Electricity Markets:

Complex Systems to Keep the Supply/Demand Balance

Electricity is traded the same way as all other goods. Power plants generate power and sell it to major customer and electricity traders. They in turn sell it to local energy supply companies and/or to the end customer. In contrast to most other goods, electricity is poorly storable and transportable. Hence, the markets that deal with electricity are subject to particular conditions. Thus, maintaining the supply/demand balance at all times requires a complex market system.

Markets in transition

Through the increasing amount of variable renewable generation, the market profile is changing significantly. The Day-Ahead-Market is well-established, where active power is traded at least one day in advance. Additionally, other trading forms have evolved during the last couple of years:

  • The Intraday market, where electricity can be traded until shortly before generation.
  • In order to adjust to deviations at short notice, many network operators use so called balancing markets.
  • In the reserve power market, generation capacity to be held available in case of unpredictable deviations from level is purchased.
  • In some countries, there are also markets for trading reactive power.
  • Capacity markets are currently under discussion, where, instead of fed-in energy, available power generation capacity is recompensed.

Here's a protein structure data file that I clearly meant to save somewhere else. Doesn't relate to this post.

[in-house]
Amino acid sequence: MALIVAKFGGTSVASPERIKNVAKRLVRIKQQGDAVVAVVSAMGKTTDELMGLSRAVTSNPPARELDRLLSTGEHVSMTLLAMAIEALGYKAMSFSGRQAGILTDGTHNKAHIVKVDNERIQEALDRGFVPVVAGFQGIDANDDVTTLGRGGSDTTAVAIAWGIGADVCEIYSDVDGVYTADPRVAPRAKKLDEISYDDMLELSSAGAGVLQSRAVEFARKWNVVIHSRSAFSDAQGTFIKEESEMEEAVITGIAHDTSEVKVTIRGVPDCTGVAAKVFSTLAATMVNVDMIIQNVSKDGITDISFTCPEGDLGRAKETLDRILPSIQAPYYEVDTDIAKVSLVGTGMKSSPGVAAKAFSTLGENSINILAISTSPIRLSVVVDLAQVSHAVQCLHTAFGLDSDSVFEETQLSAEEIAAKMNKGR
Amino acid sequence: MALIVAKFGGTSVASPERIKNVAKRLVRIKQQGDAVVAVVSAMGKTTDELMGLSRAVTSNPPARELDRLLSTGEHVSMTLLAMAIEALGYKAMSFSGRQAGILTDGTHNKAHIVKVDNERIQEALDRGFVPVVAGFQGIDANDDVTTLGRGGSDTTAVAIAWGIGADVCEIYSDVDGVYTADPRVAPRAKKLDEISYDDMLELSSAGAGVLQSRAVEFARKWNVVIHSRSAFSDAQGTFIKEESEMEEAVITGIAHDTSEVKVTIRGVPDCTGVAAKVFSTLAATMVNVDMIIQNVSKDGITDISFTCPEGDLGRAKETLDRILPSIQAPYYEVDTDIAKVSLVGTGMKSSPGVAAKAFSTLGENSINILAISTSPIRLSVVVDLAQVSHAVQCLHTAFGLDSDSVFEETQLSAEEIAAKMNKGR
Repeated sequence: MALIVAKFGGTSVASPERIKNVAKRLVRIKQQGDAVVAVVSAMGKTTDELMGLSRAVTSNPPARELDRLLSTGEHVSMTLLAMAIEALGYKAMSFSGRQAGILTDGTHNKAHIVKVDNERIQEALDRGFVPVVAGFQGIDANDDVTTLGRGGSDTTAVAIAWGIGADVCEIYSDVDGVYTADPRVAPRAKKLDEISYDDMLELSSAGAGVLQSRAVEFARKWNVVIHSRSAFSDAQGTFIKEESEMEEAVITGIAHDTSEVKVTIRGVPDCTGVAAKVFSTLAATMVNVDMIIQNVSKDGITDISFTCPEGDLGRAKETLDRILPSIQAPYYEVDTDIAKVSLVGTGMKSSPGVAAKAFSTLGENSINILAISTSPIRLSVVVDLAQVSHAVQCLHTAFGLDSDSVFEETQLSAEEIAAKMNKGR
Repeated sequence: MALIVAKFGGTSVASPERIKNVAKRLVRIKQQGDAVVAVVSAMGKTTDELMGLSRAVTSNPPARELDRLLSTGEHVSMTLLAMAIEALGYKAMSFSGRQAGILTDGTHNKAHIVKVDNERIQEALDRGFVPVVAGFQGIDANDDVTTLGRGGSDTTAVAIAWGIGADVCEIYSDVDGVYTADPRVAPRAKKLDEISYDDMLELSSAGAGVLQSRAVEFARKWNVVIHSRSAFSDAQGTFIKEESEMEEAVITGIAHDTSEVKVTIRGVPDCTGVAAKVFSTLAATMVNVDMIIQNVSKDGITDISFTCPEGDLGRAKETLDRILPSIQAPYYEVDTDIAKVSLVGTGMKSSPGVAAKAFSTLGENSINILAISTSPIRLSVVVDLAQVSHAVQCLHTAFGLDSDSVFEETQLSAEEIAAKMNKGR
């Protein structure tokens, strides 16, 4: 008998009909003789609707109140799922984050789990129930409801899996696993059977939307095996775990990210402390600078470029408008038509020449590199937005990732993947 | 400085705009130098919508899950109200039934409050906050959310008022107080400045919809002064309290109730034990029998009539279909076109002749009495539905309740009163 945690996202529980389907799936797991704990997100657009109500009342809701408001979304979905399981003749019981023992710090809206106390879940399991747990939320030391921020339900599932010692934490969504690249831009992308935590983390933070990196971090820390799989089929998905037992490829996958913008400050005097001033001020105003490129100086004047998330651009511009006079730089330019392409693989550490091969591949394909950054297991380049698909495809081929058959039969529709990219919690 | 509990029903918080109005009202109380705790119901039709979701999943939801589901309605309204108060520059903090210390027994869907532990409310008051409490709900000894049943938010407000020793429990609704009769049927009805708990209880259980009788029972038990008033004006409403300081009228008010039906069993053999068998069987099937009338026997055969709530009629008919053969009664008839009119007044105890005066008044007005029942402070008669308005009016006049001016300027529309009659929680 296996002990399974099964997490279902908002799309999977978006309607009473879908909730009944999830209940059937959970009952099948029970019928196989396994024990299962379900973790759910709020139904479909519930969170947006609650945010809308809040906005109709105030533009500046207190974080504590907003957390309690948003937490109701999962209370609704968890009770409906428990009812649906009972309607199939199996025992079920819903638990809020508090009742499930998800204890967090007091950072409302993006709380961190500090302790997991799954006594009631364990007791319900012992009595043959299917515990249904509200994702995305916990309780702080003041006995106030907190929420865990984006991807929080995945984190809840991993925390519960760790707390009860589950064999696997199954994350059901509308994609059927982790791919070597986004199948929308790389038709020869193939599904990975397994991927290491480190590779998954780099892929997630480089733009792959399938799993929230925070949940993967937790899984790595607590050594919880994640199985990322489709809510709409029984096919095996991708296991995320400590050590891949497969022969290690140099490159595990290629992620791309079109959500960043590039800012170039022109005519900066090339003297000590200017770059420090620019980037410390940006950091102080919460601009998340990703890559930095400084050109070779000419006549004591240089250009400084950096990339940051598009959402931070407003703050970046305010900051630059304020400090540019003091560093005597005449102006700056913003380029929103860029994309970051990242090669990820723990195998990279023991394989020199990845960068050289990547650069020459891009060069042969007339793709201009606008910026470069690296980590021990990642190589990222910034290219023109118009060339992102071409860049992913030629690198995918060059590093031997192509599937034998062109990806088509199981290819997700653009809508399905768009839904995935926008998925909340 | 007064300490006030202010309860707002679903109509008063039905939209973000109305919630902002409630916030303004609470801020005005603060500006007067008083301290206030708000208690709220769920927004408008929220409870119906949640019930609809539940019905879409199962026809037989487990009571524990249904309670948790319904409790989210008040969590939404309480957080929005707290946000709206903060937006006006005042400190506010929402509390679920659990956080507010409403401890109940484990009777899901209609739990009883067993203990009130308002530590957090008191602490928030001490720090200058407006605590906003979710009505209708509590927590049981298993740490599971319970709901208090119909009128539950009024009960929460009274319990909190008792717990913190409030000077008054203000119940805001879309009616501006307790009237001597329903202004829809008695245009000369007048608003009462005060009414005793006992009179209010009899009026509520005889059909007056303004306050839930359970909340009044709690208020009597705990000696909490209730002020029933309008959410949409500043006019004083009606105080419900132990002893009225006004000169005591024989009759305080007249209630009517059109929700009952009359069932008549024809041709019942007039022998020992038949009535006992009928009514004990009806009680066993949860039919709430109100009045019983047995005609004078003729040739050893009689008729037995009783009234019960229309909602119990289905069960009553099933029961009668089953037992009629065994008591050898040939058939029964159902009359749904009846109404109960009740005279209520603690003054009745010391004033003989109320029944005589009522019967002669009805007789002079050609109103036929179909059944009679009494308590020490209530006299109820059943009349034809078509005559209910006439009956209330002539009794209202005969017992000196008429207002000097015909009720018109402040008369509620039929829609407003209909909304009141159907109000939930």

Using common potentials: the growing relevance of cross-border trade flows

With the progressing interconnection of electricity markets – for instance in Europe – cross-border trade flows become more important. Both power trading among neighboring countries and the available trade capacities have a strong influence on dispatch of available power, capacity utilization and the integration of renewable energies. Furthermore, the extension of the international power trade benefits the use of fluctuating generation, since regional imbalances can be compensated more efficiently, and temporary over-capacities can be sold towards areas where they are needed.

In this context, market coupling procedures are of great importance. The Flow Based Market Coupling scheme ensures a closer connection of trade and actual system conditions; the capacities can be used optimally without compromising operational security.

In brief
  • Power markets are subject to unique conditions due to the poor storage qualities of electricity
  • Due to the integration of variable renewable generation, the energy market profile has become more complex.
  • The importance of cross-border trading increases.

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